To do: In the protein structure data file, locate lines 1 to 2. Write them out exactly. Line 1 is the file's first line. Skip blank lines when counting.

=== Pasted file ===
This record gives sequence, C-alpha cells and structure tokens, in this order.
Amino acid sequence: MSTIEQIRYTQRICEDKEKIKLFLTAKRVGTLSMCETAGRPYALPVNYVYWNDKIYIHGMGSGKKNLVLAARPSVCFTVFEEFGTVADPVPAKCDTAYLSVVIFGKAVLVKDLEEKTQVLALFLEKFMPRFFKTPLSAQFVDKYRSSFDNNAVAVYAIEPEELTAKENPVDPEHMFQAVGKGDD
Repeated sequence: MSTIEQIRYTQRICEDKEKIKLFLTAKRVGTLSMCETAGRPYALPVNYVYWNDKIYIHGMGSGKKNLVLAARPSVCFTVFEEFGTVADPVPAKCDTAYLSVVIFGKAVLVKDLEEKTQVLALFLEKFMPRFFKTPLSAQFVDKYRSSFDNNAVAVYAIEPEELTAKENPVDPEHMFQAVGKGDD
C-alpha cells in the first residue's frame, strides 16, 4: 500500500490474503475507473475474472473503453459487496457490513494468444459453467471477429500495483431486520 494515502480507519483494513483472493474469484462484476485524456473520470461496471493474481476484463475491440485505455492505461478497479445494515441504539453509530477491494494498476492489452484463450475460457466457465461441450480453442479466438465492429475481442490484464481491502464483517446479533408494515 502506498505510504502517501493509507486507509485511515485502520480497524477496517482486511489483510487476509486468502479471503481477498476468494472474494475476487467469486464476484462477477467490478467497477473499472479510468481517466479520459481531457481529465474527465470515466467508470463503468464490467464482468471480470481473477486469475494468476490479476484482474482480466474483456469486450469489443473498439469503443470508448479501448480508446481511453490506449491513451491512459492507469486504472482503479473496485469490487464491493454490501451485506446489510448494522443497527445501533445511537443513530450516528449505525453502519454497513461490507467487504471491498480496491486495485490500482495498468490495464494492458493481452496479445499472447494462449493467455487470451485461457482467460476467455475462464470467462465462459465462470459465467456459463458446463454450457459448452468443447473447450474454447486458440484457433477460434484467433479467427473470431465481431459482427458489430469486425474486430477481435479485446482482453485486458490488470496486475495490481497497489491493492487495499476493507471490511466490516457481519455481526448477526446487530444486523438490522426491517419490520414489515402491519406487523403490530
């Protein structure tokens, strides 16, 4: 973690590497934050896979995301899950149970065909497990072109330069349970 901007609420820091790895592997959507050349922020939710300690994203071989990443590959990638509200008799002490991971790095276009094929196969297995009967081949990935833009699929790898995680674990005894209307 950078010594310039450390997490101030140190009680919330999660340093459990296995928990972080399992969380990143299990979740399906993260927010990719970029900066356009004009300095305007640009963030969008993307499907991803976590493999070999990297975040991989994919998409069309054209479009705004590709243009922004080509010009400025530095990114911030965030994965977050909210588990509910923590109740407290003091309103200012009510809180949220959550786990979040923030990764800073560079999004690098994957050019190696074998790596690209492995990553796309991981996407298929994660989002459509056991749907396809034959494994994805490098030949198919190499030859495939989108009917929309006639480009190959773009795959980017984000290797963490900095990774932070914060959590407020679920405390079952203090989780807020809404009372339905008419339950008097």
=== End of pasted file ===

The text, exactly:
This record gives sequence, C-alpha cells and structure tokens, in this order.
Amino acid sequence: MSTIEQIRYTQRICEDKEKIKLFLTAKRVGTLSMCETAGRPYALPVNYVYWNDKIYIHGMGSGKKNLVLAARPSVCFTVFEEFGTVADPVPAKCDTAYLSVVIFGKAVLVKDLEEKTQVLALFLEKFMPRFFKTPLSAQFVDKYRSSFDNNAVAVYAIEPEELTAKENPVDPEHMFQAVGKGDD